Most of us can name a book that’s left some sort of indelible impression. Perhaps Charlotte Bronte’s Jane Eyre taught you the difference between conventionality and morality. Perhaps Simone de Beauvoir’s The Second Sex convinced you that ‘one is not born, but rather becomes, a woman’. Or maybe Fyodor Dostoyevsky’s Crime and Punishment made you cancel plans to murder your local pawnbroker. Books can change the way we see the world – shaking us up and changing our minds.
At this year’s Gala Night of Storytelling, ten of Australia’s best thinkers, entertainers and storytellers will share how and why certain books have shaped their thinking. We’ll hear from Anna Funder, Kon Karapanagiotidis, Russel Howcroft, Susan Carland, Tony Windsor, Sarah Blasko, Lee Lin Chin, Jack Charles, Graeme Simsion and Nakkiah Lui.
Prepare for ten very different takes – from funny to provocative to poignant to profound – on those fate-changing moments of communion between writer and reader.
Anna Funder is the author of Stasiland. Her debut novel, All That I Am, won the 2012 Miles Franklin Award.
Kon Karapanagiotidis founded the Asylum Seeker Resource Centre in 2001.
Susan Carland is a lecturer and researcher at Monash University’s National Centre for Australian Studies, and the author of Fighting Hislam: Women, Faith and Sexism (2017).
Tony Windsor was the Independent Member for Tamworth (1991–2001) in the NSW Parliament for 10 years, and the Independent member for New England in the federal parliament for 12 years.
For nearly a third of his political career, Tony Windsor held the balance of power working to demand attention for country people from the major parties.
Lee Lin Chin is best known as presenter of SBS World News on Saturday and Sundays, but has found a new following thanks to a series of appearances on SBS 2’s The Feed, including Broadcast Battleground, which sees her leading a violent battle to the death with rival news anchors.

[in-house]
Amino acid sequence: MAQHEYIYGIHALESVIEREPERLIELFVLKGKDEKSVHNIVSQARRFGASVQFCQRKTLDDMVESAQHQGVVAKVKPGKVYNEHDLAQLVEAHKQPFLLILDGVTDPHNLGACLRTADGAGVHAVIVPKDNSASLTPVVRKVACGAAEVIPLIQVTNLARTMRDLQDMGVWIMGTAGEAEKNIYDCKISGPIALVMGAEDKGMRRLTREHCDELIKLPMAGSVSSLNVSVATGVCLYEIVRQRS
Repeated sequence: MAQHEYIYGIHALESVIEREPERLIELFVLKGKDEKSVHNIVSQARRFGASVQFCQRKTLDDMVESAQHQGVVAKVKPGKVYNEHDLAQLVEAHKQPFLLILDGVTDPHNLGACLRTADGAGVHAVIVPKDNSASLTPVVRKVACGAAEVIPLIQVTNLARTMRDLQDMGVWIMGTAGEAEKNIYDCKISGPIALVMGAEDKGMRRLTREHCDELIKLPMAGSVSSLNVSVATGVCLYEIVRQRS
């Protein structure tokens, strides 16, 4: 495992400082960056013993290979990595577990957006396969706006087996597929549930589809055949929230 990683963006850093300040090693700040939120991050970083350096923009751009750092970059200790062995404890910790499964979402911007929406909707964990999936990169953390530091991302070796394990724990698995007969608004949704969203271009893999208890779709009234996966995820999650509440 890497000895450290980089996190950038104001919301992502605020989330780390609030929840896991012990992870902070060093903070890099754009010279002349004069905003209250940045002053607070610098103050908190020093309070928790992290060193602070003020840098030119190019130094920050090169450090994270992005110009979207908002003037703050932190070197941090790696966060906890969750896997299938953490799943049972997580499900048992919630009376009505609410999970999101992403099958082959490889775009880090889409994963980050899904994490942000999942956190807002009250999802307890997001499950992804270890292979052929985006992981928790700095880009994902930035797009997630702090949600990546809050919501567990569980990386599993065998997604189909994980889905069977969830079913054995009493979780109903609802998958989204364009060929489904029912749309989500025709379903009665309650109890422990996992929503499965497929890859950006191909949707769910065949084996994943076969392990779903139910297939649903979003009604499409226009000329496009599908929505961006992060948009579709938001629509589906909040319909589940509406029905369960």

Jack Charles is an actor, musician, potter, Koori elder and national treasure.
After Bastardy, a biographical documentary about Jack, was released in 2008, he rediscovered family members, and is now a respected elder of the Boon Wurrung clan and one of Australia's foremost Indigenous stage and film actors.
As a member of the Archie Roach Foundation’s Council of Elders, Jack has taken his place as a Kadaitcha man — a traditional lawman — and works to help Indigenous prisoners see a better life beyond jail.
Nakkiah Lui is a writer and actor and Gamillaroi/Torres Strait Islander woman. She is a co-writer and star of Black Comedy on ABC TV and is a monthly columnist for the Australian Women's Weekly Online. She has been an artist in residence at Griffin Theatre Company and was playwright in residence at Belvoir from 2012–2014.
Graeme Simsion was born in Auckland and is a Melbourne-based writer of short stories, plays, screenplays and two non-fiction books.
The Rosie Project began life as a screenplay, winning the Australian Writers Guild/Inscription Award for Best Romantic Comedy before being adapted into a novel. It went on to win the 2012 Victorian Premier’s Literary Award for an Unpublished Manuscript, and has since been sold around the world to over 40 countries. Sony Pictures have optioned the film rights with Graeme contracted to write the script.
The Rosie Project won the 2014 ABIA for Best General Fiction Book, and was ultimately awarded Australian Book of the Year for 2014. Its sequel, The Rosie Effect, was released in 2014 to great acclaim and also became a bestseller.
Sarah Blasko is an acclaimed singer, songwriter and performer who has released five studio albums and won numerous accolades, including two ARIA Awards and a J Award. Her most recent album, Eternal Return (2015) was described by the Guardian as 'an extraordinary record' (*****). She has also composed music for film (The Nightingale and The Rose, Ruben Guthrie), theatre (Bell Shakespeare’s Hamlet) & dance (Sydney Dance Company’s Emergence).
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